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What declining handset sales mean for the mobile industry

While the well-respected Internet blog TechCrunch focused on the Apple/Samsung story in analysing the data from Gartner’s latest survey on the mobile market, the real news was elsewhere. The BBC got it right in trumpeting that “mobile phone sales fell in 2012“. This is a big deal and it will put inexorable downward pressure on margins.

As I first laid out in July, mobile is a landgrab right now as the mobile upgrade cycle means significant flux in terms of the types of phones individual consumers are buying. This means that adoption rates are much more important than platform switches, particularly in the smartphone space. IDC released a report on the mobile market in the last quarter which showed three trends of note here. First, overall market growth was slowing to a crawl, meaning that when one adds up all of the sales of mobile phones, the market is not growing. Second, the market for smartphones is still growing briskly, with unit sales for Q3 2012 up 47% year-on-year. Third, Android was taking share in that market due to the impact of Apple’s once a year platform cycle and the adoption of cheap Android phones as users upgraded from feature phones. These three trends will continue to dominate the mobile landscape, putting pressure on margins as average selling price declines.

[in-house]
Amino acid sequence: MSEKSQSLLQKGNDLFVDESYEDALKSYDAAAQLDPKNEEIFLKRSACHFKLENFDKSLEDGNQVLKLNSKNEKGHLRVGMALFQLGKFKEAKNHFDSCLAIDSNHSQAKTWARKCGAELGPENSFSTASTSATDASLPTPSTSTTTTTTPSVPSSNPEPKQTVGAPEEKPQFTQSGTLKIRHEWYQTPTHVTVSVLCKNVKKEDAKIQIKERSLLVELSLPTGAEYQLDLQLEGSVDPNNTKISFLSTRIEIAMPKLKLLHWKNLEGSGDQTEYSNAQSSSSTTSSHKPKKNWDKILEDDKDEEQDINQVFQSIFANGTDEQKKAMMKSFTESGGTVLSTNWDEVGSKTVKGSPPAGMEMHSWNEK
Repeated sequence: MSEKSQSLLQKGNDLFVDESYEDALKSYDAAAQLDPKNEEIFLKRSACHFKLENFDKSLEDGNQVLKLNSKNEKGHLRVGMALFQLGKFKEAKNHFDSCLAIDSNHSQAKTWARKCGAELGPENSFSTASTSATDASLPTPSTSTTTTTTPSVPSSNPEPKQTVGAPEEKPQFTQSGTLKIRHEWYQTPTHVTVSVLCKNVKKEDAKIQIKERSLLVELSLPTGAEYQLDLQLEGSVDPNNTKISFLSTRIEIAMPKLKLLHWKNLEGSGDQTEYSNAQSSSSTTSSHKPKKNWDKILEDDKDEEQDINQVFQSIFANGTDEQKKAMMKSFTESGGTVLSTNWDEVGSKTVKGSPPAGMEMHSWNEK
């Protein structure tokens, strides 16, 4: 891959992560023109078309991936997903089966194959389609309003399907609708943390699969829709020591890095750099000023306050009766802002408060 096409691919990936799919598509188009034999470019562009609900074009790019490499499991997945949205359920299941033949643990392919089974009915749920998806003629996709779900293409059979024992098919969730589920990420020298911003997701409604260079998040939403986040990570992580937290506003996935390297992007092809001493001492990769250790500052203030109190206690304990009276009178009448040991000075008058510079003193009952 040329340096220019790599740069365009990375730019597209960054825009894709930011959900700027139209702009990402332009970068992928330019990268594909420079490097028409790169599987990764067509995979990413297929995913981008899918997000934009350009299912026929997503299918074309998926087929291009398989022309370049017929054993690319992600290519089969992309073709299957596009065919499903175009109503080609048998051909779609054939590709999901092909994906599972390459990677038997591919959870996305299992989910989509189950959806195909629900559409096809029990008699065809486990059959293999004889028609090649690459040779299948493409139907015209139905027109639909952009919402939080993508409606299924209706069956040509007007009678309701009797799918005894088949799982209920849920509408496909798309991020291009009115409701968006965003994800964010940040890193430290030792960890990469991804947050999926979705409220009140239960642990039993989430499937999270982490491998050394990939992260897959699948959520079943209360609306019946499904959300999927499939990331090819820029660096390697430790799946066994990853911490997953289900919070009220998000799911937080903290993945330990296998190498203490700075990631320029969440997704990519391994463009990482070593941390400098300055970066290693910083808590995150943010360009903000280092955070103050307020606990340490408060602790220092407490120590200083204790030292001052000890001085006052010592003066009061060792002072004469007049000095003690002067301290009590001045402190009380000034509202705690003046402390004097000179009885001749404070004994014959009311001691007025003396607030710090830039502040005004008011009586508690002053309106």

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Edward Harrison is the founder of Credit Writedowns and a former career diplomat, investment banker and technology executive with over twenty years of business experience. He is also a regular economic and financial commentator on BBC World News, CNBC Television, Business News Network, CBC, Fox Television and RT Television. He speaks six languages and reads another five, skills he uses to provide a more global perspective. Edward holds an MBA in Finance from Columbia University and a BA in Economics from Dartmouth College. Edward also writes a premium financial newsletter. Sign up here for a free trial.